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The twelve steps
of Alcoholics Anonymous are proven steps for sobriety. They are also useful
for healing our selves, substituting for the word alcohol whatever at
this moment "controls" you or has you in its grasp:
- We admitted we were powerless over alcohol--our lives had become unmanageable.
- Came to believe that a Power greater than ourselves could restore
us to sanity.
- Made a decision to turn our will and our lives over to the care of
God as we understood God .
- Made a searching and fearless moral inventory of ourselves.
- Admitted to God, to ourselves, and to another human being the exact
nature of our wrongs.
- Were entirely ready to have God remove all these defects of character.
- Humbly asked God to remove our shortcomings.
- Made a list of all persons we had harmed, and became willing to make
amends to them all.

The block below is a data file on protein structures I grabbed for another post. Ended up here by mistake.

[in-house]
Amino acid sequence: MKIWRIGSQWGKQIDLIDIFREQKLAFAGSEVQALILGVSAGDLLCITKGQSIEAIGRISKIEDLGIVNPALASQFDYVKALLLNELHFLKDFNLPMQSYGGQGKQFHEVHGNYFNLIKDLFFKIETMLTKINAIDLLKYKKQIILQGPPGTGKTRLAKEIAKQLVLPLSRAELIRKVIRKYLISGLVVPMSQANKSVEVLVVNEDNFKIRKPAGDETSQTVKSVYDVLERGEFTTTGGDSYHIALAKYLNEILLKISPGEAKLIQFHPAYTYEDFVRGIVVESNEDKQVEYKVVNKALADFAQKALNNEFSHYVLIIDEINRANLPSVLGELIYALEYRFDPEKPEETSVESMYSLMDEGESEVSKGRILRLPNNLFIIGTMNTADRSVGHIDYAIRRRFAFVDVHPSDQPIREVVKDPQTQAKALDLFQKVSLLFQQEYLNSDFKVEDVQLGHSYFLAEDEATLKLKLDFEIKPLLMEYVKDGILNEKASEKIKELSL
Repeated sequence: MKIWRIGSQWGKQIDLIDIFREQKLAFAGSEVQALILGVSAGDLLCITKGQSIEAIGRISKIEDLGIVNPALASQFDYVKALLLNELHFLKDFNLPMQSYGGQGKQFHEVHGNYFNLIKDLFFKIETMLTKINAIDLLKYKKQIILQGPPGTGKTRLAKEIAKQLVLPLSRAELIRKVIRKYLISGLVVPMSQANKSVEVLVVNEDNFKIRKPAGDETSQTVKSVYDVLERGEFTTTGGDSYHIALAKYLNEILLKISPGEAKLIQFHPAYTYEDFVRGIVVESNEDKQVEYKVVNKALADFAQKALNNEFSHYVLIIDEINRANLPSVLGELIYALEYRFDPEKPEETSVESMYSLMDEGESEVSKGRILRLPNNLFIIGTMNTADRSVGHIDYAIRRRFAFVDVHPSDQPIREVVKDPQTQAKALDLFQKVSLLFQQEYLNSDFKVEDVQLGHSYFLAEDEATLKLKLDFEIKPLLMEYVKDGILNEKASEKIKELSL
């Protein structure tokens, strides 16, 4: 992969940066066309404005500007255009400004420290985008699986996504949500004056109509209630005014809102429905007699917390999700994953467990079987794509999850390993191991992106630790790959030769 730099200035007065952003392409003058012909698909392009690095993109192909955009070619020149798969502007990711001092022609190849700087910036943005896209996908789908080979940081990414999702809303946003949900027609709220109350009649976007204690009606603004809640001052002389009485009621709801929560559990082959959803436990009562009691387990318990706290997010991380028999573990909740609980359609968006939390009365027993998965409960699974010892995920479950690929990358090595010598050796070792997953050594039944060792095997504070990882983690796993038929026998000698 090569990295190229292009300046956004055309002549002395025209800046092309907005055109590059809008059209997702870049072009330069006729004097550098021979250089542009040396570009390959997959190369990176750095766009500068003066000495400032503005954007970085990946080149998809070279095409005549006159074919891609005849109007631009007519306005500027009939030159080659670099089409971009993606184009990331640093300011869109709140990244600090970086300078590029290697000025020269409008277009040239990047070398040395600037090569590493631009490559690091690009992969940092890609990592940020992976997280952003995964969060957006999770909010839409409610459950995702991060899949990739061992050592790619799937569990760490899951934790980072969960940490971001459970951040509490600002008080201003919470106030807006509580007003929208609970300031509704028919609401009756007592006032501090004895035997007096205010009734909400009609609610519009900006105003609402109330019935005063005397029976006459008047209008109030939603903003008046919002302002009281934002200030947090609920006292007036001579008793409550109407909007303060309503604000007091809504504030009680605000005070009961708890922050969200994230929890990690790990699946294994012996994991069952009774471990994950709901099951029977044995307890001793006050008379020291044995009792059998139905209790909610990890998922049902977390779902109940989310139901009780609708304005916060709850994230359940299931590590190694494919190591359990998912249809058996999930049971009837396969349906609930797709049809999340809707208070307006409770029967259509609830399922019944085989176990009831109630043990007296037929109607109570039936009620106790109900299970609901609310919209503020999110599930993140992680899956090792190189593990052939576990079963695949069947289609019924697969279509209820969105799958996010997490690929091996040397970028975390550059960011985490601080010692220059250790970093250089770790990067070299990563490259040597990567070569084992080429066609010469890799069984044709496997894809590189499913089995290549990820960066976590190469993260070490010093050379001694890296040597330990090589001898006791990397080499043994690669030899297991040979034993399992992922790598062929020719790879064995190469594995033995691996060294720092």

- Made direct amends to such people wherever possible, except when to
do so would injure them or others.
- Continued to take personal inventory and when we were wrong promptly
- Sought through prayer and meditation to improve our conscious contact
with God as we understood God, praying only for knowledge
of his will for us and the power to carry that out.
- Having had a spiritual awakening as the result of those steps we tried
to carry this message to alcoholics, and to practice these principles
in all our affairs.
For discussion of each of these steps you may visit an Alcoholics Anonymous
open meeting or read the book, Alcoholics Anonymous, which can
be found in book stores and most libraries. This book is referred to by
AAs as "The Big Book."
I recommend the chapter that deals with step 4 as particularly helpful
in dealing with whatever "controls" or "has" you.